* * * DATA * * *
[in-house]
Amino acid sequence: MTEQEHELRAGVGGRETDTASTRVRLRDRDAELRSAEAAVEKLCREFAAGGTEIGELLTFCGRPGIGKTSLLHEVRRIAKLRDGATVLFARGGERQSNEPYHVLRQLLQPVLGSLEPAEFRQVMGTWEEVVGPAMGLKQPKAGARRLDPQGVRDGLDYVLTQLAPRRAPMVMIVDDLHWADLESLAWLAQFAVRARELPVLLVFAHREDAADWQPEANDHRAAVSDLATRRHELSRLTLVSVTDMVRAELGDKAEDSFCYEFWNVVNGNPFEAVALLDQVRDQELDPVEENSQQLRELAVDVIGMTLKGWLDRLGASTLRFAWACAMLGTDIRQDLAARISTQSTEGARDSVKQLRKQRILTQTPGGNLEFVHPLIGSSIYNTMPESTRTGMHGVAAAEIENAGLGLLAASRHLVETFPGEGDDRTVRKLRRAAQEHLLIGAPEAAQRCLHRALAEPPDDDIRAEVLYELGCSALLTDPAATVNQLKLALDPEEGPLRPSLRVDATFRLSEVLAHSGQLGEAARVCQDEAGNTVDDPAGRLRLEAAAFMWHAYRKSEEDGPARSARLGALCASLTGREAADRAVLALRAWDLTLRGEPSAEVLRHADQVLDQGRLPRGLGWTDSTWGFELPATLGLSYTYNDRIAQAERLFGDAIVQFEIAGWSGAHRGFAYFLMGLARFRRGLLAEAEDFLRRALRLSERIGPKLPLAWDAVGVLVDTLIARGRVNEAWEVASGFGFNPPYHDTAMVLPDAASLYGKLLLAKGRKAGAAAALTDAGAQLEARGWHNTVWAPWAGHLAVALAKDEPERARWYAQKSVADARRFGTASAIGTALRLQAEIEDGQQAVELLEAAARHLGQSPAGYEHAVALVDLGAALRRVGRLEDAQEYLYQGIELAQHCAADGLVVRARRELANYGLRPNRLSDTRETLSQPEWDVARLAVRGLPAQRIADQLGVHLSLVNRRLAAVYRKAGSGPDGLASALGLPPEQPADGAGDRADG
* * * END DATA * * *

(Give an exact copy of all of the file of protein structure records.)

[in-house]
Amino acid sequence: MTEQEHELRAGVGGRETDTASTRVRLRDRDAELRSAEAAVEKLCREFAAGGTEIGELLTFCGRPGIGKTSLLHEVRRIAKLRDGATVLFARGGERQSNEPYHVLRQLLQPVLGSLEPAEFRQVMGTWEEVVGPAMGLKQPKAGARRLDPQGVRDGLDYVLTQLAPRRAPMVMIVDDLHWADLESLAWLAQFAVRARELPVLLVFAHREDAADWQPEANDHRAAVSDLATRRHELSRLTLVSVTDMVRAELGDKAEDSFCYEFWNVVNGNPFEAVALLDQVRDQELDPVEENSQQLRELAVDVIGMTLKGWLDRLGASTLRFAWACAMLGTDIRQDLAARISTQSTEGARDSVKQLRKQRILTQTPGGNLEFVHPLIGSSIYNTMPESTRTGMHGVAAAEIENAGLGLLAASRHLVETFPGEGDDRTVRKLRRAAQEHLLIGAPEAAQRCLHRALAEPPDDDIRAEVLYELGCSALLTDPAATVNQLKLALDPEEGPLRPSLRVDATFRLSEVLAHSGQLGEAARVCQDEAGNTVDDPAGRLRLEAAAFMWHAYRKSEEDGPARSARLGALCASLTGREAADRAVLALRAWDLTLRGEPSAEVLRHADQVLDQGRLPRGLGWTDSTWGFELPATLGLSYTYNDRIAQAERLFGDAIVQFEIAGWSGAHRGFAYFLMGLARFRRGLLAEAEDFLRRALRLSERIGPKLPLAWDAVGVLVDTLIARGRVNEAWEVASGFGFNPPYHDTAMVLPDAASLYGKLLLAKGRKAGAAAALTDAGAQLEARGWHNTVWAPWAGHLAVALAKDEPERARWYAQKSVADARRFGTASAIGTALRLQAEIEDGQQAVELLEAAARHLGQSPAGYEHAVALVDLGAALRRVGRLEDAQEYLYQGIELAQHCAADGLVVRARRELANYGLRPNRLSDTRETLSQPEWDVARLAVRGLPAQRIADQLGVHLSLVNRRLAAVYRKAGSGPDGLASALGLPPEQPADGAGDRADG